In places like SF, where there's free Wi-Fi, it's the opposite. Homeowners pay for water, but not Internet.

Re:It's Like Water (2, Informative)

Spy Hunter (317220) | more than 7 years ago | (#20399591)

Municipal WiFi is a stupid idea. It's completely impossible to get the kind of blanket fast, reliable coverage people should be able to expect from their Internet connection. WiFi's range is just too short and buildings attenuate the signal. You'd have to put a router every 50 feet over the entire city, including inside private property! Furthermore, mesh networking sucks; always has and always will. It multiplies the packet loss and latency and divides the bandwidth for each hop you go through.

Municipal WiMax, on the other hand, makes tons of sense. I love the idea of a public utility wireless broadband service to provide some competition for lazy telecoms; WiFi just isn't the way to do it. WiMax all the way. Use things for their intended purpose; that's my motto.

Falling Prices? (4, Insightful)

dsginter (104154) | more than 7 years ago | (#20398037)

Comcast hasn't dropped my broadband price a single time (they have raised it, however). That said, has anyone actually figured out exactly *how* to get the $10 DSL that was the FCC requirement of the BellSouth Merger [] ?

With every day, I become more disgusted with the corporate greed stranglehold. Even more so, I amazed that consumers largely don't care.

Re:Falling Prices? (1)

garcia (6573) | more than 7 years ago | (#20398125)

With every day, I become more disgusted with the corporate greed stranglehold. Even more so, I amazed that consumers largely don't care.

If they don't care that their President allowed the secret and warrant-less tapping of their private communications, they certainly aren't going to care about rising broadband costs or the secret bandwidth limits that Comcast enforces.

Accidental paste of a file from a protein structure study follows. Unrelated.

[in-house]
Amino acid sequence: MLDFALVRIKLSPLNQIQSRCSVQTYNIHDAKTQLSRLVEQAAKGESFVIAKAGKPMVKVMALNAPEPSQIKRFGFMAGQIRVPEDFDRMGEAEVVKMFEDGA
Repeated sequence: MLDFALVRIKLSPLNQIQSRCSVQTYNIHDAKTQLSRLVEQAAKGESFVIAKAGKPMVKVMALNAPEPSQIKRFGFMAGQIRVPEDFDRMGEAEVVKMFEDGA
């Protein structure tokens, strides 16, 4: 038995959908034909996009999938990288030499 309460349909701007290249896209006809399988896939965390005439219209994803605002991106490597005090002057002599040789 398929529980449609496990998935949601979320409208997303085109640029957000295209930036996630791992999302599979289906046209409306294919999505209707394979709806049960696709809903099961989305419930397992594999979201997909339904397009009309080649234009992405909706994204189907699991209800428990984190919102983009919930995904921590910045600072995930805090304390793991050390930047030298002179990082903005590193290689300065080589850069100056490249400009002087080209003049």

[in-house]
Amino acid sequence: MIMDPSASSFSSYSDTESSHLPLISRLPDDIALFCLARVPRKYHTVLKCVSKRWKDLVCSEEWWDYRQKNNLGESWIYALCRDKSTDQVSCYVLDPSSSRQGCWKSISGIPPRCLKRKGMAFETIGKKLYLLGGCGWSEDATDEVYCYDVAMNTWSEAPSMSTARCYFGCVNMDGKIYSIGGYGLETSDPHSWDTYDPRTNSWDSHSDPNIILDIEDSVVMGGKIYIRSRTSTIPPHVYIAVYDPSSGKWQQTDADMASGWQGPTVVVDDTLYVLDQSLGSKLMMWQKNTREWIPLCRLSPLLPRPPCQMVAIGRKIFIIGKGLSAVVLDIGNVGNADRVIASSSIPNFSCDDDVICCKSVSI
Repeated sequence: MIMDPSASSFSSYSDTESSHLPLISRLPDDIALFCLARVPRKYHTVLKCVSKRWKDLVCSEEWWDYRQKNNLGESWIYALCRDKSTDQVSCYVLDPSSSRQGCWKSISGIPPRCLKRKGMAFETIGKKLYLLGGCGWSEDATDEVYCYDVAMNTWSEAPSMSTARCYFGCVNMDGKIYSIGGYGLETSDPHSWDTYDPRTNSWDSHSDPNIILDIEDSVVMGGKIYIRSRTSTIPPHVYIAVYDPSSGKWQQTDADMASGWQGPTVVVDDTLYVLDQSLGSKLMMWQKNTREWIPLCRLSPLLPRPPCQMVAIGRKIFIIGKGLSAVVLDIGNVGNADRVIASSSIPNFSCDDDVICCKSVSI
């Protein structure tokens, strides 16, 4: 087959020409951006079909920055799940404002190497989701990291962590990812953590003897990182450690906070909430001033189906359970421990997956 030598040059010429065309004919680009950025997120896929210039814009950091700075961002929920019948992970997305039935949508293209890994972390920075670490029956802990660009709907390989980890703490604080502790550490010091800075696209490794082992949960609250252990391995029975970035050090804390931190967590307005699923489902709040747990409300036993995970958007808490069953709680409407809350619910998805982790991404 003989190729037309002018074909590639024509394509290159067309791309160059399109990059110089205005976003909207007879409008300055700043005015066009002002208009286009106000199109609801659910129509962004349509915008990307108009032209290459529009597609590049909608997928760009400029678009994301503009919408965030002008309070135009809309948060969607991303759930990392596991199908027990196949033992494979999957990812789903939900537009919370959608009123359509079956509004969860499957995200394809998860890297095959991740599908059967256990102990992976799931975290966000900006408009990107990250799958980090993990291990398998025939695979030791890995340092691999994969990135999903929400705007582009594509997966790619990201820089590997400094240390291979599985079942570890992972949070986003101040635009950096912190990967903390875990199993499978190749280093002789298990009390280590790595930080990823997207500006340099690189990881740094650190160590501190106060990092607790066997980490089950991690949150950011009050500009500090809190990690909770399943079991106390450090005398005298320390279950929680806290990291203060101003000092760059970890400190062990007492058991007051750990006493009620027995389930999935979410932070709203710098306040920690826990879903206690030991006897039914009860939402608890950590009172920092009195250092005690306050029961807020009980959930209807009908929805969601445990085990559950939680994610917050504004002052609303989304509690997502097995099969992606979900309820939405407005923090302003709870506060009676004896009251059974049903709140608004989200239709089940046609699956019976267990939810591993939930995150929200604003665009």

Re:Falling Prices? (3, Insightful)

DogDude (805747) | more than 7 years ago | (#20398303)

Even more so, I amazed that consumers largely don't care.

Well, you are saying that your prices have not dropped, yet you still use it. Congratulations on being one of those consumers who while maybe care, still continue to pay for a service you're not happy with. That's the way to stick it to the "greedy corporations!". Keep paying them for a service you're not happy with. I'm sure that they take extra time to read your angry letters to them... right after they get finished cashing your check every month.

Re:Falling Prices? (1)

dsginter (104154) | more than 7 years ago | (#20398477)

Well, you are saying that your prices have not dropped, yet you still use it. Congratulations on being one of those consumers who while maybe care, still continue to pay for a service you're not happy with.

That's quite the red herring.

My entire point was that I would switch from Comcast to AT&T's $10 DSL (including subscription to a land line for which I have no need) ***if I could actually buy it***.

The corporate greed comment was directed at the fact that the muni-wifi network was shot down by pressure from corporate interests (not that Comcast is charging me too much for my connection).

Re:Falling Prices? (2, Insightful)

Pilferer (311795) | more than 7 years ago | (#20401041)

..still continue to pay for a service you're not happy with.

You make it sound like we've got options! Where I live in Chicago, I can go with Comcast for $65/month (after taxes), or get slightly-better-than-ISDN speeds with AT&T, for $40-something. If I want high-speed internet, I'm stuck with Comcast! You can't "vote with your dollar" when one company has a monopoly!

Re:Falling Prices? (1)

YrWrstNtmr (564987) | more than 7 years ago | (#20398617)

That said, has anyone actually figured out exactly *how* to get the $10 DSL...

Have you called them and asked? What was their response?

Re:Falling Prices? (2, Interesting)

dsginter (104154) | more than 7 years ago | (#20398759)

Have you called them and asked? What was their response?

I'm not a current customer (because I have no need for a land-line) so this complicates things a bit (needlessly) as I only get to speak with their sales department, who haven't been informed of any $10 DSL plans (huge surprise, since you can't even find it on their website).

My goal is to use the land line as a free gateway to my area code for one of the distributed/free VoIP projects.

Re:Falling Prices? (1)

KirkH (148427) | more than 7 years ago | (#20400299)

The $10 DSL deal is only available online, so their phone reps aren't going to know about it. Yes, it's hidden and tough to find, but it is here: vcs_agreement_plans_pop.html []

It includes some 'gotchas' like a 12-month commitment and the $10 price is only good until 2009.

Re:Falling Prices? (1)

svallarian (43156) | more than 7 years ago | (#20400381)

also ... it's not available for current customers. Requires Land line service.

Since i'm now off their promo period for "lite" service, I'm getting hit to the tune of 24.95/month for 768/128.